Listen up...I'm going to show you how to use your whole ear.
Your ear of sweet corn, that is.
Let's start with Sweet Corn Relish. Have you ever tried it? I think it's mostly a Southern thing, but I guarantee it tastes pretty darn good right here in the Pacific Northwest.
Sweet Corn Relish is full of crunchy goodness. The freshness of the sweet corn is evident in every tasty bite and its brine is reminiscent of Grandma's old-fashioned Bread & Butter Pickles.
The jar pictured below is Corn Cob Jelly. It's an old-timey thing and it really appeals to the "don't let anything go to waste" side of me. I hadn't even tasted Corn Cob Jelly before I made it and somewhere along the way I decided to give it my own twist, which meant adding sea salt & freshly cracked black pepper. So it's appealing sweet yet intriguingly salty at the same time.
Think Kettle Corn in a jar.
It might sound odd but the Corn Cob Jelly was quite tasty with a big pat of butter on a freshly-baked biscuit.
Here's how it all started:
25 ears of fresh-picked bi-color sweet corn.
And I mean SWEET!
Don't cook the ears of corn, just cut the kernels off the cob.
Warning: this is a fairly messy project. Deep down inside I knew it would be. I'm sure there are easier ways to accomplish this end result, but I seem to forget how messy this job is until I'm right in the middle of it.
By the way, there are all sorts of tips for making this job easier (like using a bundt pan to hold the ear of corn upright for you) but I always seem to end up just keeping it simple when it comes to tools: Knife, cutting board, mop.
On the left, cabbage, bell peppers, onions and celery. On the right? Corn!
Mix up a batch of zesty brine in a big pan.
Add your veggies...all of 'em....and stir, stir, stir.
Crank up the heat until the corn relish mixture boils, then turn it down to a simmer for about 15 minutes and that's it. Ready to eat as a side dish or as a condiment on burgers or hot dogs. It should keep in the fridge for at least 2 weeks...maybe even longer with all that vinegar.
But if you're like me and you made more than you can realistically eat in a week...or a month...put it up in jars & process.
So now what do I do with all the cobs? I could make Corn Cob Pipes or save them for fire starters, but since I'm obviously obsessed with preserving I'm going to turn them into Corn Cob Jelly.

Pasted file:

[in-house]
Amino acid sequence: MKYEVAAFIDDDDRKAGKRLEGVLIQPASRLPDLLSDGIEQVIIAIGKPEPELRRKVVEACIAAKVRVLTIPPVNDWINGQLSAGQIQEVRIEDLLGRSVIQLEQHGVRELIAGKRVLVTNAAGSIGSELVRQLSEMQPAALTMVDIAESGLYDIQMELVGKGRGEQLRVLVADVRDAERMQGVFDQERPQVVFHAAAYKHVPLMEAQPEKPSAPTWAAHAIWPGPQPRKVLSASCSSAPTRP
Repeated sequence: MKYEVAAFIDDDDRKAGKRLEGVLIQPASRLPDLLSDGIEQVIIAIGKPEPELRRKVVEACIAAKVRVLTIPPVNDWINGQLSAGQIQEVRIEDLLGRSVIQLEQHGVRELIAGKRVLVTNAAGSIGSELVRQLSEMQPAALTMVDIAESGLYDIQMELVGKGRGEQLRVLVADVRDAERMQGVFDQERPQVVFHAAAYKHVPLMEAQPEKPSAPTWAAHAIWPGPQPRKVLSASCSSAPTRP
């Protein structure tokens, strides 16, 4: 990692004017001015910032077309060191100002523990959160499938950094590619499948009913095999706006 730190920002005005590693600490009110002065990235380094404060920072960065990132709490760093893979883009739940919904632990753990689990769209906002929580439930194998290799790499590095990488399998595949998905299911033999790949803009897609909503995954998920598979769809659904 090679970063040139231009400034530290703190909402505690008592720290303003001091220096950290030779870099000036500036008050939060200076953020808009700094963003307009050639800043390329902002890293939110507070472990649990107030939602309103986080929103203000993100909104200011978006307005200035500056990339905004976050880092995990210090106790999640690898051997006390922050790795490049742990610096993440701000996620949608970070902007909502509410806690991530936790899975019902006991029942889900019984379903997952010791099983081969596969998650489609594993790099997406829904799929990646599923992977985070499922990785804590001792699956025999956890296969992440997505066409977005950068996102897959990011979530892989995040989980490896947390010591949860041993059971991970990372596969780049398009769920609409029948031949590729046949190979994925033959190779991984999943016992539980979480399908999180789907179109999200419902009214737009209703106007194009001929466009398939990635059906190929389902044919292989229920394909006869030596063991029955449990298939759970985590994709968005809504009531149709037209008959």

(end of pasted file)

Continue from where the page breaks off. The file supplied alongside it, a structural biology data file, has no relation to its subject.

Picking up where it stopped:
Break up the cobs and boil for 30 minutes, stirring occasionally.
Strain 3 cups of the corn cob liquid into a saucepan. Add pectin* and bring to a boil, stirring to dissolve. Boil one minute, then add 3 cups of sugar. Boil hard for one more minute**.
Skim and put in jars. Refrigerate and use within one month, or seal & process and use within one year.
*Pectins vary. There are several brands of boxed pectin available, as well as liquid pectin and Pomona Pectin, which is a 2 step process. Please refer to the particular type of pectin you have on hand, and follow instructions for making jelly with 3 cups of liquid/juice. If using low-sugar or no-sugar pectin, you may of course reduce the amount of sugar used here.
**Boiling time required will vary depending on your type of pectin. This recipe was made using a standard 1.75 ounce box of pectin. Please follow instructions included with your pectin.
Well I didn't quite accomplish my goal of using the entire ear of corn from "tip-to-tail", because I didn't figure out a way to use the husks for anything.
Got any ideas?*
And while you're brainstorming, maybe you have some ideas for the rest of the corn cob cooking liquid.
As I read Robin's story & recipe, I realized how similar it is to my latest version and how her descriptions and mine practically overlapped. In fact, the only slight difference was that she used mustard powder and I used mustard seed, plus I use a tad more vinegar. Other than that...eerily similar, even though there are dozens of different ways to make Sweet Corn Relish.
*Look what I found today:
(Courtesy of Martha Stewart Crafts)